Real love does not clock in and clock out.  We know this.  When we get married, we no longer get to do whatever we want.  When we have children, we don’t get to go wherever we want.  Will following Jesus cost us less?

Loving Jesus and serving His sheep is costly, and moreover each of us does not get to choose what cost we will pay.  Jesus does not invite Peter to submit his business plan for approval.  Peter loves Jesus but martyrdom is certainly not his personal plan.  But there is more to life than our personal plans, even our “spiritual” personal plans.

In the end, Peter does follow Jesus and he does lose his life.  Peter preaches the gospel even though it gets him crucified all because he understands that Jesus does not just say “Follow.”  Jesus says, “Follow ME.”

Wherever Peter goes, whatever he endures, Jesus will be there with him.  Peter is willing to die because he knows when he follows Jesus, even in death, he will be near His Savior.

Jesus does not send us out alone.  He is a good shepherd.  Jesus will take care of us.  He will use His staff to beat back the wolves.  He walks with us through the very valley of the shadow of death.

Do You Love Me?

John 21:15-17

[15] When they had finished breakfast, Jesus said to Simon Peter, “Simon, son of John, do you love me more than these?” He said to him, “Yes, Lord; you know that I love you.” He said to him, “Feed my lambs.” [16] He said to him a second time, “Simon, son of John, do you love me?” He said to him, “Yes, Lord; you know that I love you.” He said to him, “Tend my sheep.” [17] He said to him the third time, “Simon, son of John, do you love me?” Peter was grieved because he said to him the third time, “Do you love me?” and he said to him, “Lord, you know everything; you know that I love you.” Jesus said to him, “Feed my sheep.”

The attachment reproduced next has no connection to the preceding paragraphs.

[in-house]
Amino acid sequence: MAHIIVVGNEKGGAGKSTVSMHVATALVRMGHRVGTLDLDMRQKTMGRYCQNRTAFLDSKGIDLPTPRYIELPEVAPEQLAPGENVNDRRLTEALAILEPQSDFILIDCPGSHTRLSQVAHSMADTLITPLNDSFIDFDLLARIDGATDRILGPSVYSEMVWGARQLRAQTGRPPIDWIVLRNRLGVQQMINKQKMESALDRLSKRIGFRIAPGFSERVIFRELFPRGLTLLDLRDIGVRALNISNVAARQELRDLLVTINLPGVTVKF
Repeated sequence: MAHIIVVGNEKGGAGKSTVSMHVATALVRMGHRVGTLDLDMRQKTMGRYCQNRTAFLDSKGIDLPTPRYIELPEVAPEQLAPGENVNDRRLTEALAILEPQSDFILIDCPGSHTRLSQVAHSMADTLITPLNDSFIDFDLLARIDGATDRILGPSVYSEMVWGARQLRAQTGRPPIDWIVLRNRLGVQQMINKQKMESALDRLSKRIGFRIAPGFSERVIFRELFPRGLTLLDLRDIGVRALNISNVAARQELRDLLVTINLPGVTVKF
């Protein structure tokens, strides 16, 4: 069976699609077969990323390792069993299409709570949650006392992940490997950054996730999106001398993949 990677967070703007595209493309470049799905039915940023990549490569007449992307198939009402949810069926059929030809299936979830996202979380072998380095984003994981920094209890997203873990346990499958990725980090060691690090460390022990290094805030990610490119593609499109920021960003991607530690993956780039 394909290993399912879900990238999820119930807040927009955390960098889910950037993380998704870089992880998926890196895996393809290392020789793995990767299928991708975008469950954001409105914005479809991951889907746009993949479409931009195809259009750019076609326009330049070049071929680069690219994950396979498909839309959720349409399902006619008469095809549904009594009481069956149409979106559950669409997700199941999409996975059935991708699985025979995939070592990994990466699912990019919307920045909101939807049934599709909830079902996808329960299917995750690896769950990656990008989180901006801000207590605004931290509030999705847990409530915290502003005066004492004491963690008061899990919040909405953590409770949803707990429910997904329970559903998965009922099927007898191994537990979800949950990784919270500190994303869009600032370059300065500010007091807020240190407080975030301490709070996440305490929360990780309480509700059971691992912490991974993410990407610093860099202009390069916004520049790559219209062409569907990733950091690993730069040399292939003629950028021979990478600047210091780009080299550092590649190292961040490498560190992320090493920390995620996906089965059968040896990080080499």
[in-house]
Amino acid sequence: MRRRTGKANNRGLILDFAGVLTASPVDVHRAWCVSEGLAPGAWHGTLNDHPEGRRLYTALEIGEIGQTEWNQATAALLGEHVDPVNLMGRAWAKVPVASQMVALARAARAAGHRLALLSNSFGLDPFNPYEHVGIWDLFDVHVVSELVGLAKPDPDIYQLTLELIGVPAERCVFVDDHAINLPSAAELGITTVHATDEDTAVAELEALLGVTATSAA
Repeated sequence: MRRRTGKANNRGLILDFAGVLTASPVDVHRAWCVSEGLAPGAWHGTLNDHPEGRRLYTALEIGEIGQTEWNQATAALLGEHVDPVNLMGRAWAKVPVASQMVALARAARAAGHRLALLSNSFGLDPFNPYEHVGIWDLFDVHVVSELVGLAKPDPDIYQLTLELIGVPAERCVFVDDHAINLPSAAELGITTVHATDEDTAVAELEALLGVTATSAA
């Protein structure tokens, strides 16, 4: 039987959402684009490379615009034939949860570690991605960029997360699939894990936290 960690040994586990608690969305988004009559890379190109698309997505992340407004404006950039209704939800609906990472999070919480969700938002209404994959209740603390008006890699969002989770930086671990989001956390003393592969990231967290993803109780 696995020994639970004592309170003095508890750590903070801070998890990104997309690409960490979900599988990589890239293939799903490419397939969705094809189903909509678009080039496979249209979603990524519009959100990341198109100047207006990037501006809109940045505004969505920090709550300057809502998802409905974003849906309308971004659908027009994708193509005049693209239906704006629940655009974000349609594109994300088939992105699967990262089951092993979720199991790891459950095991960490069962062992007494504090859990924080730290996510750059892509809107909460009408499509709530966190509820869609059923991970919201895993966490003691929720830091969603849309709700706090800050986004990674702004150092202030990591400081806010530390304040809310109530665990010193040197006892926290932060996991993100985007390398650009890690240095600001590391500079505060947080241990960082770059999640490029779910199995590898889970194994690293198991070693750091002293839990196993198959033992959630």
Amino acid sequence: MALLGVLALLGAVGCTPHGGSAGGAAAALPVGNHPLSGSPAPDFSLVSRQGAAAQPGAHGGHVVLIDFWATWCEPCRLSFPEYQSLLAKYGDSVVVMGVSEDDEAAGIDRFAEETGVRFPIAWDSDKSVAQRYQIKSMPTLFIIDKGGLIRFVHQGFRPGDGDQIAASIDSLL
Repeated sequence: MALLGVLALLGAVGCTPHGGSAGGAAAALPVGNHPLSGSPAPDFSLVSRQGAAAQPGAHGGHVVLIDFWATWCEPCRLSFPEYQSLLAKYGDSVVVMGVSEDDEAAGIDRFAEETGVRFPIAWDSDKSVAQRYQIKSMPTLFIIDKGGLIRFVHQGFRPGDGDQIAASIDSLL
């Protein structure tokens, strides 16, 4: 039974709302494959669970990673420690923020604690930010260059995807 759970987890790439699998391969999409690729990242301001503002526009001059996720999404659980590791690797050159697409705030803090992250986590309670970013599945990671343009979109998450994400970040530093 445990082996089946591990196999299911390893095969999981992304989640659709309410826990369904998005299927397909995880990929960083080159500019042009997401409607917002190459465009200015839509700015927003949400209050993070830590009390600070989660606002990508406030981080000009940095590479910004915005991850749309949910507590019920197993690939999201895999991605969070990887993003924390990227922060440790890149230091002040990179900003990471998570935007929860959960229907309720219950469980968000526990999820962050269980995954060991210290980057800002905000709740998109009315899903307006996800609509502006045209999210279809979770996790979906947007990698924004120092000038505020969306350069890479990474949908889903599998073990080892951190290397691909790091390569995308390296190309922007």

In this passage, Jesus finally addresses Peter and his betrayal directly.

Three times, Jesus asks “Do you love me?”  Jesus could have asked Peter any number of things.  “Peter do you feel really bad?”  “Peter do you believe?”  “Peter will you go on mission trips?”  No, he asks “Peter, do you love me?”

See, Peter did not want crucified savior.  When he began to follow Jesus, he was a mess of mixed motives.  Peter was ambitious.  He wanted to be the greatest.  Peter was excited.  He wanted to see the kingdom of God and do miracles.  Peter wanted to reign, not suffer.  When Jesus spoke of His death, Peter rebuked Jesus to His face.

So Jesus asks, “Do you love Me as I am?  Merciful, compassionate, slow to anger, abounding in steadfast love.  Do you love Me as I am? Sovereign, just, holy, glorious.”

Peter’s response is amazing.  Three times, Peter declares “Yes Lord, You know I love You.” Of course Jesus knows everything and of course He knows Peter loves Him.  But Peter’s life has not demonstrated that love.  Peter is devastated, not because he broke a rule or is embarrassed or disappointed in himself; he hates his sin.  Peter wants his love for Jesus to be clear and unmistakable.

Finally, we come to Jesus’s reply.  Three times, Jesus tells Peter to feed His sheep.  We can be tempted to separate our love for God and our love for people.  Jesus never does this.  The inevitable result of love for Christ is love for His people.

This is the true measure of love for God.  The true measure is not how loud we pray, how many books we read, or how many meetings we go to.  These things matter but only insofar as they reflect our love for Jesus’s sheep.  Sheep are not easy to love.  Sheep are stupid and rebellious, just like us.

When I encounter extremely obnoxious people, I want to punch them but I’m a Christian, so I don’t.  Instead, I close my heart and cut them off.  Perhaps when they change, I’ll give them another chance.